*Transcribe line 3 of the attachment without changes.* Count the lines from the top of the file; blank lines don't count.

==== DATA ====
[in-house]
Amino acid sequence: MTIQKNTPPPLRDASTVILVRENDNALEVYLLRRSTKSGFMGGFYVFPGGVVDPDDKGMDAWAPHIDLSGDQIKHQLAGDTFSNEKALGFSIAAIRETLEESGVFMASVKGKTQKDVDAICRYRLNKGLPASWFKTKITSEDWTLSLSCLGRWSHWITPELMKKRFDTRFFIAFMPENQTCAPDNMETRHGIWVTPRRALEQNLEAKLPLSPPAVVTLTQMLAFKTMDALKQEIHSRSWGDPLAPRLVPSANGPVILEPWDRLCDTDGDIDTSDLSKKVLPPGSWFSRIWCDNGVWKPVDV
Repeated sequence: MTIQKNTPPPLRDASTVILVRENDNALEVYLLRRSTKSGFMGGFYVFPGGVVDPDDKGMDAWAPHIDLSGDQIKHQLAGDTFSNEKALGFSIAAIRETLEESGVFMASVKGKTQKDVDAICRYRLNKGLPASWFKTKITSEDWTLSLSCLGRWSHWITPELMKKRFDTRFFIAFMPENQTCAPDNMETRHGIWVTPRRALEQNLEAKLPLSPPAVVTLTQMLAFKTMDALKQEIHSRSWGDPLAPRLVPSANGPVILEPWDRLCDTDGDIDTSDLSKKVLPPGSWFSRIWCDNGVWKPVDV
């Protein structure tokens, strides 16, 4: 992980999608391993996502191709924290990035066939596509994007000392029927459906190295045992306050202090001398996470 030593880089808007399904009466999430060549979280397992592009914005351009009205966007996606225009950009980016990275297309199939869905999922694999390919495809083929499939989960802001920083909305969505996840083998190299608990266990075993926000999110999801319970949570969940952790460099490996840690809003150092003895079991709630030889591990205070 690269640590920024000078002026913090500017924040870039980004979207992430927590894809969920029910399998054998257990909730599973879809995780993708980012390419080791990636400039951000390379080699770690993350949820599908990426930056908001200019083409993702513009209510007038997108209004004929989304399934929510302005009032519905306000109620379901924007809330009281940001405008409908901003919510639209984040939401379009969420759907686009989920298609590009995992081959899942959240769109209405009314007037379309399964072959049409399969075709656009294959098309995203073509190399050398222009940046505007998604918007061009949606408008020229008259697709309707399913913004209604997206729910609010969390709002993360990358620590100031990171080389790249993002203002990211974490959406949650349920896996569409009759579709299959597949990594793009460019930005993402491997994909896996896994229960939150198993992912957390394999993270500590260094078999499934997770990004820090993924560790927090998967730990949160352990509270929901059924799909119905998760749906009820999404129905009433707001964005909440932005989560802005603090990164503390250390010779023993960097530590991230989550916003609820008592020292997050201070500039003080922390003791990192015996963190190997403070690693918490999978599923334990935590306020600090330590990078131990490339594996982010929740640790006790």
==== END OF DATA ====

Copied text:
Repeated sequence: MTIQKNTPPPLRDASTVILVRENDNALEVYLLRRSTKSGFMGGFYVFPGGVVDPDDKGMDAWAPHIDLSGDQIKHQLAGDTFSNEKALGFSIAAIRETLEESGVFMASVKGKTQKDVDAICRYRLNKGLPASWFKTKITSEDWTLSLSCLGRWSHWITPELMKKRFDTRFFIAFMPENQTCAPDNMETRHGIWVTPRRALEQNLEAKLPLSPPAVVTLTQMLAFKTMDALKQEIHSRSWGDPLAPRLVPSANGPVILEPWDRLCDTDGDIDTSDLSKKVLPPGSWFSRIWCDNGVWKPVDV